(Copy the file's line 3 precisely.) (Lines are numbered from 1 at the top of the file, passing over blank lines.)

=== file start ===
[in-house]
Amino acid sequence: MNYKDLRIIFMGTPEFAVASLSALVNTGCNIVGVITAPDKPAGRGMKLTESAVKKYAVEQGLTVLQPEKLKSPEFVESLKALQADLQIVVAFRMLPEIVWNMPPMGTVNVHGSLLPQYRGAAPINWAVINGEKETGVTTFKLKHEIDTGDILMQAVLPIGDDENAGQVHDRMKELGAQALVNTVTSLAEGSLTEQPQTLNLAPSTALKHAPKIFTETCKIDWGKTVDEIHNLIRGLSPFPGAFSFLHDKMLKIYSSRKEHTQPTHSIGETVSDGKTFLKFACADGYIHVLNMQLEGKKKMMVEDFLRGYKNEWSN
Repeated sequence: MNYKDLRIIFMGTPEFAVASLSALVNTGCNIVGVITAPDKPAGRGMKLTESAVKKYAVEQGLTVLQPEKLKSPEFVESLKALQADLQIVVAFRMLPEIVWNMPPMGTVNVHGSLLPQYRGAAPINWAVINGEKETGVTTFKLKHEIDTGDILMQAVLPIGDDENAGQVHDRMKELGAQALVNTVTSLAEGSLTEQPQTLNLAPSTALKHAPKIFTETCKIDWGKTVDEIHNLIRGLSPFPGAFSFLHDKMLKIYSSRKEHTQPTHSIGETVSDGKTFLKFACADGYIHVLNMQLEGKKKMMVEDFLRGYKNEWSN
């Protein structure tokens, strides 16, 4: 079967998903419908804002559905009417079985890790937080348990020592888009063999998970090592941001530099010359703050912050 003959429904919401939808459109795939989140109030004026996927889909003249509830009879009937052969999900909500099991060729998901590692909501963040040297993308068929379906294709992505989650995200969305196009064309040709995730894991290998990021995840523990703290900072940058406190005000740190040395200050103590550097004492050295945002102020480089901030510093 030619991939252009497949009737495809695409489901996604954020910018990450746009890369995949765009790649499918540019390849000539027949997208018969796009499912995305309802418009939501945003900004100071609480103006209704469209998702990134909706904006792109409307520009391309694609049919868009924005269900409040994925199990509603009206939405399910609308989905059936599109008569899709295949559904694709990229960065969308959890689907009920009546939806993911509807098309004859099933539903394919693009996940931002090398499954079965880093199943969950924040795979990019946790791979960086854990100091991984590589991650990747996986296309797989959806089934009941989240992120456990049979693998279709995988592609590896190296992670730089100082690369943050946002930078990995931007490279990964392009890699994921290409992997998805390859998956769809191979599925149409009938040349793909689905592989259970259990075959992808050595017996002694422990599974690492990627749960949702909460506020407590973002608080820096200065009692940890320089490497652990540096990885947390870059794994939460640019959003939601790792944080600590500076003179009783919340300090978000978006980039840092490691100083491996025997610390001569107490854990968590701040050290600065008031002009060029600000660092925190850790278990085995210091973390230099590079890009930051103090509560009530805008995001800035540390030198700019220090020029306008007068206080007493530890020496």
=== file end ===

Repeated sequence: MNYKDLRIIFMGTPEFAVASLSALVNTGCNIVGVITAPDKPAGRGMKLTESAVKKYAVEQGLTVLQPEKLKSPEFVESLKALQADLQIVVAFRMLPEIVWNMPPMGTVNVHGSLLPQYRGAAPINWAVINGEKETGVTTFKLKHEIDTGDILMQAVLPIGDDENAGQVHDRMKELGAQALVNTVTSLAEGSLTEQPQTLNLAPSTALKHAPKIFTETCKIDWGKTVDEIHNLIRGLSPFPGAFSFLHDKMLKIYSSRKEHTQPTHSIGETVSDGKTFLKFACADGYIHVLNMQLEGKKKMMVEDFLRGYKNEWSN